Armando Lara-Millan - "Redistributing the Poor: The Politics of Hospital and Jail Overcrowding"
Fri, November 15, 2013 • 12:30 PM • CBA 4.328
This project details the intimate relationship between county jails and public hospitals and extends a theory of contemporary poverty governance – what the author calls the “redistribution of the poor.” The work draws on two ethnographies, one of a public emergency room and another of a nearby county jail, as well as historical-archival research of 32-years of policy-making in Los Angeles County. As overcrowding swells in the jail system, some inmates are medicalized and transferred into public hospitals where they displace general patients awaiting beds. Simultaneously, in the public ER, police officers patrol waiting rooms and, in concert with nurses, selectively redefine some patients as criminal suspects, thus making them eligible for expulsion. From these findings the author shows that by continuously redistributing the poor between different institutional spaces of the state, such as jails and hospitals, overwhelmed politicians and street-level officials are able to project the illusion of caseload mobility and policy success. Thus, it is the overwhelmed state’s very fragmentation that provides it with the ability to manage the social problem of poverty.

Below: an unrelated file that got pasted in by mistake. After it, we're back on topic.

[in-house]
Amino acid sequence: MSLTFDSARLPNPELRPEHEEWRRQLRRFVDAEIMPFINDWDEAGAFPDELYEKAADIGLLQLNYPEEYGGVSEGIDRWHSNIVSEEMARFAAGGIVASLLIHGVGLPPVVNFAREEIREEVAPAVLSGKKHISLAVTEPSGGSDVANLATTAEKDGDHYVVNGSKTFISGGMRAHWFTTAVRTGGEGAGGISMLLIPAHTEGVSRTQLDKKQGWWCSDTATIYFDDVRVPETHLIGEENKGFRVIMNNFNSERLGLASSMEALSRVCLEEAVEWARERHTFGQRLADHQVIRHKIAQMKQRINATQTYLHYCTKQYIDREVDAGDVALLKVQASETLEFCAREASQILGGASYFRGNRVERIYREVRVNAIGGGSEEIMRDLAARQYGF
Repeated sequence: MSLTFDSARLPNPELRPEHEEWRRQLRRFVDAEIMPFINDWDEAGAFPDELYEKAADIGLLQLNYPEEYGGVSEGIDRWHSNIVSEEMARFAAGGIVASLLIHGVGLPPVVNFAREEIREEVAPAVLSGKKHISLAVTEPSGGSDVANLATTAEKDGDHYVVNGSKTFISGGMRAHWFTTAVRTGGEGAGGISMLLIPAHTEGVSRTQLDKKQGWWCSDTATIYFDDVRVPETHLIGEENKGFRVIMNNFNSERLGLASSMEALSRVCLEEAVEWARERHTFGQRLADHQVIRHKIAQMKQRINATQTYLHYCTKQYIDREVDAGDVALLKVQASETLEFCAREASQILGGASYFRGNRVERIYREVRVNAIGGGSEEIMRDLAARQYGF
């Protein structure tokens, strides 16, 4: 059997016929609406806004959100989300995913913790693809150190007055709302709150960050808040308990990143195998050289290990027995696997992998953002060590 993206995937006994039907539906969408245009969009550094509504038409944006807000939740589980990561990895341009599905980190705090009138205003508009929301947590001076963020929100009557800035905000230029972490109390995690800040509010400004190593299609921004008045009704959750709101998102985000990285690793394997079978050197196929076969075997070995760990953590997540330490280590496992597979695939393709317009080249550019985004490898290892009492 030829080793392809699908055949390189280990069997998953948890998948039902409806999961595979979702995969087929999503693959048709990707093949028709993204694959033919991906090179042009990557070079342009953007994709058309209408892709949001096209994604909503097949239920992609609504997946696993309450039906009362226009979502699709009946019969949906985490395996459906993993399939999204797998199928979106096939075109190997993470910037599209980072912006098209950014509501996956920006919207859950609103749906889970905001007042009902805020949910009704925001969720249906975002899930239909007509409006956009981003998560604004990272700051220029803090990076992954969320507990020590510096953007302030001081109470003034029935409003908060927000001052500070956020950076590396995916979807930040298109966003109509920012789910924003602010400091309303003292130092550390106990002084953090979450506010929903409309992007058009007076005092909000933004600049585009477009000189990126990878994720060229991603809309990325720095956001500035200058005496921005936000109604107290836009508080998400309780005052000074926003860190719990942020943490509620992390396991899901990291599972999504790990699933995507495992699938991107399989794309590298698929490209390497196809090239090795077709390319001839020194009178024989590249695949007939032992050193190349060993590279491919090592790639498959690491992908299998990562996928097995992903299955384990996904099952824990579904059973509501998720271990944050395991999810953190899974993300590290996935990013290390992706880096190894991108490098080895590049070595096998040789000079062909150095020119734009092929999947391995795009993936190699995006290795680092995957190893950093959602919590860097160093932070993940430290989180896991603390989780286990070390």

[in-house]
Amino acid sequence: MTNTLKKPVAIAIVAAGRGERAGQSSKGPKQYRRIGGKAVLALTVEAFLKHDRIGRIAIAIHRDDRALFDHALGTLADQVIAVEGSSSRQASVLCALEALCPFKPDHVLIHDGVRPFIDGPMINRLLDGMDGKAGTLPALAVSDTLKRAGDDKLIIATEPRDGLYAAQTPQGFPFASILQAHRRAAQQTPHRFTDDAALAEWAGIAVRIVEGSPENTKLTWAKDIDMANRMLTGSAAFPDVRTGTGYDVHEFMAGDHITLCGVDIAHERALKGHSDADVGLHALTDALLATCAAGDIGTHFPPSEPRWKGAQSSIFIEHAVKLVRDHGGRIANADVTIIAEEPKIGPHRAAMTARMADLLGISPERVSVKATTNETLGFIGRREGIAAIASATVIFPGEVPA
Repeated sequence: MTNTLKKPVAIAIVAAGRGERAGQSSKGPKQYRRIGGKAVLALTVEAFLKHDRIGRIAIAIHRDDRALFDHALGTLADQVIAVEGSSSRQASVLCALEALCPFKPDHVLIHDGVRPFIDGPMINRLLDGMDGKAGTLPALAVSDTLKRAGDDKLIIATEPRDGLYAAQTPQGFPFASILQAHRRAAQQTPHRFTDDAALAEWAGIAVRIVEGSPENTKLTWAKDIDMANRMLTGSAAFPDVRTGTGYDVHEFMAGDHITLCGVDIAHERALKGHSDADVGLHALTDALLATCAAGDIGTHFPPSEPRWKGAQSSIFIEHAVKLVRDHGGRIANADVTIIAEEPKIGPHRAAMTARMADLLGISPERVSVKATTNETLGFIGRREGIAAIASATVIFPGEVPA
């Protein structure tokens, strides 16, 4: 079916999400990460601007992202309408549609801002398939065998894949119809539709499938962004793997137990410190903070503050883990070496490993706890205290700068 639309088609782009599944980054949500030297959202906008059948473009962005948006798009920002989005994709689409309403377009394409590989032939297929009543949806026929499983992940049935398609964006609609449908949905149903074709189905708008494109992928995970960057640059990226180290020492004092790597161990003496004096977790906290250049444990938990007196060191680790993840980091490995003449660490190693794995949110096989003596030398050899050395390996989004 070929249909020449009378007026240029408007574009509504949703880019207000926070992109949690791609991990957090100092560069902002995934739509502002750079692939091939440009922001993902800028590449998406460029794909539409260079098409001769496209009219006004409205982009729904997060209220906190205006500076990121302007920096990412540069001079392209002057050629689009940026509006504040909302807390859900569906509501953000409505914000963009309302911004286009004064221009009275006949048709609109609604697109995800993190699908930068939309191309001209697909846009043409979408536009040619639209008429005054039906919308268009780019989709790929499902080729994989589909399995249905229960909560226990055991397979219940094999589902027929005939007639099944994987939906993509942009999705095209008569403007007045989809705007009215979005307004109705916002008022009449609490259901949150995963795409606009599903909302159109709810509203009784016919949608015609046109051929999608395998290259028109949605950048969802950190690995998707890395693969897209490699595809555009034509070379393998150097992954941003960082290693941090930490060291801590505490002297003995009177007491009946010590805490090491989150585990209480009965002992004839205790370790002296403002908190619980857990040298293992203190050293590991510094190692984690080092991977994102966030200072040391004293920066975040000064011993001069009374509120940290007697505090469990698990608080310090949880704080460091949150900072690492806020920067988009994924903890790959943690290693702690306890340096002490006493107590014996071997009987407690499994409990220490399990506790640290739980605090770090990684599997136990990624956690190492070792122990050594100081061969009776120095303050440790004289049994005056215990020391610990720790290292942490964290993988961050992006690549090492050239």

Armando Lara-Millán is a President’s Diversity Initiative Postdoctoral Fellow at the University of Delaware. He received a PhD (2013) in sociology from Northwestern University. His primary areas of interest are in the fields of political sociology, health, and mass incarceration. Armando’s research is conditionally accepted at the American Sociological Review and is the recipient of awards from the National Science Foundation, Max Planck Institute for the Study of Societies, Minority Fellowship Program of the ASA, and the Ford Foundation.